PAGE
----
Has Sanger been conditioned to expect a different "normal"?

I sincerely meant the compliment I paid to the city at the March 21 city council meeting when I told the council what a good job I thought the city did with its March 14 planning commission workshop. 

The workshop was attended by about 200 residents who wanted to learn more about the state ordered rezoning of about 63 acres in Sanger to accommodate affordable housing. 

In my opinion, at that time, the city attorney Hilda Cantu Montoy, the development director Tom Navarro and the senior planner David Breletic did about as good a job as possible explaining the complex situation and answering questions about it.

I came away from the workshop convinced that other communities in California were probably struggling just as hard with the state's unreasonable demands as Sanger.

I came away from the workshop convinced that Sanger residents had every reason to be upset with the state and no really good reason to be upset with the City of Sanger for simply trying to comply with those unreasonable demands by the state. That was before I reached out to city managers in Reedley and Dinuba to find out how much trouble they were having dealing with those doggone downright unreasonable state demands. 

I chose Dinuba and Reedley because they're about the same size as Sanger and because the Herald has sister newspapers in both towns, the Dinuba Sentinel and the Reedley Exponent.

The responses from Nicole Zieba in Reedley and from Luis Patlan in Dinuba were very similar. To paraphrase their comments only slightly, "What unreasonable demands? What problems?" 

To my surprise not all communities in California are going through what Sanger is going through.

That's a myth that, in my new opinion, is being repeated at city council and planning commission meetings and workshops to try to hide the fact that Sanger just flat out dropped the ball and its clumsy attempt to catch up is just "normal."

Maybe it's only normal for Sanger. 

Without paraphrasing, here's what the Reedley city manager told the Herald by email, "Reedley did all of this zoning several years ago.  We are very conscientious about getting out early on issues, making sure our public is thoroughly aware of what we are doing, holding as many meetings as we need to ..."

The Dinuba city manager said by email, "The City of Dinuba included sufficient land in its adopted General Plan to accommodate the RHNA (Regional Housing Need Allocation) numbers for very low, low, moderate and above moderate income housing. Thus, the city [Dinuba] does not have to rezone any property to meet state housing requirements."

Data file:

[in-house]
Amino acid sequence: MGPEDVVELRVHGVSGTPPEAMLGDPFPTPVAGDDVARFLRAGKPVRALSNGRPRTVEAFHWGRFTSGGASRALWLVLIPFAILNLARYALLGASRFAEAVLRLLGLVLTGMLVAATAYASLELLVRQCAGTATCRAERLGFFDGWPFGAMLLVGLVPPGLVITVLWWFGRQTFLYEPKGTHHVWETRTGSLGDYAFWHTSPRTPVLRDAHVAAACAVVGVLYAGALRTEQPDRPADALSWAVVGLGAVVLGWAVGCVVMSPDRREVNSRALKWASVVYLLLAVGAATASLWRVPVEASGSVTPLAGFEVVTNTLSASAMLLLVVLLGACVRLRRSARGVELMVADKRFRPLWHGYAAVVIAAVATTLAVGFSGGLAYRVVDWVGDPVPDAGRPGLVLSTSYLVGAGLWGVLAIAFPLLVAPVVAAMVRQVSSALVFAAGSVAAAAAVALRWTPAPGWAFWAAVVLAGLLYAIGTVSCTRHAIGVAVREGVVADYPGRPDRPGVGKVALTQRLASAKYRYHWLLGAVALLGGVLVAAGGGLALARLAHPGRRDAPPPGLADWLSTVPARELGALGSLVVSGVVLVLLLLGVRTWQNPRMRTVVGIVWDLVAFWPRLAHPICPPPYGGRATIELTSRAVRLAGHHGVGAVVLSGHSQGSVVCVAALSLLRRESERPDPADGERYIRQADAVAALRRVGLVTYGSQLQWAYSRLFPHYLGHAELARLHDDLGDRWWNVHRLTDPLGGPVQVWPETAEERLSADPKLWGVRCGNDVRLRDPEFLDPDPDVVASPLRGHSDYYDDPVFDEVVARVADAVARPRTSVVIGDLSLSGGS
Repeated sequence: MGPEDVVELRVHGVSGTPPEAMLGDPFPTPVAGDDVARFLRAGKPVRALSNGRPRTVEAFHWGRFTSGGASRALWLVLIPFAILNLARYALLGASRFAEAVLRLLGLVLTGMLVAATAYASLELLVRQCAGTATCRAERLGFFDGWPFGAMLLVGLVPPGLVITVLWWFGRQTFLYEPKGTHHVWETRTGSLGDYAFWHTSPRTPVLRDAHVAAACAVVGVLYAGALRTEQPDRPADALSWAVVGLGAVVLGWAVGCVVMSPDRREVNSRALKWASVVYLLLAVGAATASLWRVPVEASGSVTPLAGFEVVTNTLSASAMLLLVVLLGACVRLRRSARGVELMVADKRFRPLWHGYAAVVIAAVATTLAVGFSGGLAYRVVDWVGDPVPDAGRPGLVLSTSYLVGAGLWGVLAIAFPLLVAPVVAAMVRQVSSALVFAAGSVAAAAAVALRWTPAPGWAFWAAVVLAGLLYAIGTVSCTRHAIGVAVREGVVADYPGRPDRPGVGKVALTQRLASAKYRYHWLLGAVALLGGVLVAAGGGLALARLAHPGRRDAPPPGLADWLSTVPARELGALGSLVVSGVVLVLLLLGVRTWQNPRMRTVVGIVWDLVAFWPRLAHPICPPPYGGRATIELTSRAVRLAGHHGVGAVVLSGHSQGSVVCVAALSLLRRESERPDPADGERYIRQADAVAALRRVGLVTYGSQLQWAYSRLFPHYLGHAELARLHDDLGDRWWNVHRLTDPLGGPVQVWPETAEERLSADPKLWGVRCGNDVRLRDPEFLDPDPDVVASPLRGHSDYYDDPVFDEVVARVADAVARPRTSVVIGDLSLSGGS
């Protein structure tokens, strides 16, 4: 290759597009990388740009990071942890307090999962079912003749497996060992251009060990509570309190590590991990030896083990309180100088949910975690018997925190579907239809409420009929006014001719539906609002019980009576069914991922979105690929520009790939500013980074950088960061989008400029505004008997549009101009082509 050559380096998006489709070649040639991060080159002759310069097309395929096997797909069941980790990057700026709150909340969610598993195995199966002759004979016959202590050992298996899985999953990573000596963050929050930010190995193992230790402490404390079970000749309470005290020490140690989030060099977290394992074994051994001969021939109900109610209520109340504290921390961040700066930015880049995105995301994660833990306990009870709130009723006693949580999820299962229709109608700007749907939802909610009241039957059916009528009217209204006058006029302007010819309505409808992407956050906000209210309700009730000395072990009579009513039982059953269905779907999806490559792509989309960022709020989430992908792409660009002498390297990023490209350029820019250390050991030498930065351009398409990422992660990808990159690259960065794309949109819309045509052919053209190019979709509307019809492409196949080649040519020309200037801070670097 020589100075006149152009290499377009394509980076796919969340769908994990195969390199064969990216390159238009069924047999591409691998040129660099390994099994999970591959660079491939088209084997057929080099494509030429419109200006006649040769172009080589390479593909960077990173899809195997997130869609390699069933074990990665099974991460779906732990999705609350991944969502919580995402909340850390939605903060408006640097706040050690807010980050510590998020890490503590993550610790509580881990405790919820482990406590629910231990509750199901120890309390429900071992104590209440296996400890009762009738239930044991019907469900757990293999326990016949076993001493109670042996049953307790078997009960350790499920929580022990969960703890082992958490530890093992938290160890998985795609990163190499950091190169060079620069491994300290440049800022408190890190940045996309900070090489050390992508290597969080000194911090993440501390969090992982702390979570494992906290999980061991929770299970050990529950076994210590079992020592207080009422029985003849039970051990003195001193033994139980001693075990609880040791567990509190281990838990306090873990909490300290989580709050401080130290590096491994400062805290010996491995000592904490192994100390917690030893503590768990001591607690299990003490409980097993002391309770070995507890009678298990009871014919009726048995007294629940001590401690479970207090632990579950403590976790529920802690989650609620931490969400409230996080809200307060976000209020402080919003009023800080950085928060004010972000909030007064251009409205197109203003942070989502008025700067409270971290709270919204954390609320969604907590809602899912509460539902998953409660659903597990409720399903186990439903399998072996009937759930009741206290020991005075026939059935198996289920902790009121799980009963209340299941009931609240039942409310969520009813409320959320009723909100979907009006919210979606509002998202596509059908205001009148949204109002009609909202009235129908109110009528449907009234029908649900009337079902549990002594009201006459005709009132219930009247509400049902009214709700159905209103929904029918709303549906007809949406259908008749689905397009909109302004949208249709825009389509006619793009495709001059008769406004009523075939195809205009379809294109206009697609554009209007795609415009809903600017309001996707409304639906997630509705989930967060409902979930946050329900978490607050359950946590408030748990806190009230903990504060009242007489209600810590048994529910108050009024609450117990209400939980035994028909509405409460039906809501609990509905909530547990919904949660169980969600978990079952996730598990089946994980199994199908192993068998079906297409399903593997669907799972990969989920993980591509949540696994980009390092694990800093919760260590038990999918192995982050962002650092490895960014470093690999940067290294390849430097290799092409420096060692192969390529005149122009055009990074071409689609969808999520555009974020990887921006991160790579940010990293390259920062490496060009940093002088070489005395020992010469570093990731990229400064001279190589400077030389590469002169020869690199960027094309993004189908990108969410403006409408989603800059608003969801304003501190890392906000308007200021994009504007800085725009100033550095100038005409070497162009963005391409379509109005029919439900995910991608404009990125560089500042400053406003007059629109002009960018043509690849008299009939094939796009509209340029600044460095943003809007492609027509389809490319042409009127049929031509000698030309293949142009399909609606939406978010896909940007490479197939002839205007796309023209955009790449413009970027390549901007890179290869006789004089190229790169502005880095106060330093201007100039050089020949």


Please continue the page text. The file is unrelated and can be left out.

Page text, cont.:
So Reedley and Dinuba, with good planning and timely action, got out in front of the zoning situation and avoided the problem now facing Sanger.

How did Sanger wind up squarely behind the zoning eight ball? Seems like it might have a lot to do with a lack of good planning and timely action, no matter what smoke and mirrors are used to distract you at city council and planning commission meetings and workshops. 

So yes, in my most recent opinion, Sanger residents do have really good reasons - 63 of them in fact - to be upset with the city. I'm no longer feeling sorry for the city, just for its residents. 

The long incomprehensible delay in getting around to dealing with the state's often repeated requests has created a situation where it's no longer possible to come up with a good solution to the problem. 

It makes me wonder how many other situations like this are being ignored? It makes me wonder if Sanger has been conditioned to expect a different "normal" when it comes to municipal governance than Reedley or Dinuba? 


I planted zinnia flower seeds Tuesday morning in the cracks, crevices, craters and potholes in the street in front of the Sanger Herald.

There are already weeds growing in the rutted and cracked pavement in the 700 block of N street, so I know the ground is fertile. I was hoping a little rain shower would give the seeds a good watering. 

I believe the Herald may soon be in line to win a downtown Sanger beautification award.


Congratulationsto everyone involved in the more than decade long, sometimes rocky process of getting the Sanger Veterans Park's  first phase at the corner of Jensen and Indianola avenues ready for its ceremonial groundbreaking last week. 


So there is no misunderstanding, I am not a big fan of Dolores Huerta. I think she sometimes takes credit for the accomplishments of others. However, I have become a fan of the small local group called Vecinos Unidos or Neighbors United that operates under the umbrella of the Dolores Huerta Foundation.  

I admire the way the group seeks to educate and involve its members in community activities. It moved a meeting from this Thursday to this Friday when it found out the planning commission was going to meet on Thursday.

Instead, many of the members will attend the planning commission meeting.

If you'd like to check out the Friday Neighbors United get together, it will be from 6-8 p.m. at the Vecinos Hall, corner of 7th and O streets in downtown Sanger. There'll be food and raffle prizes and maybe even some speculation about Sanger's curious zoning problems. 

Please direct your questions or comments to sangerherald@gmail.com

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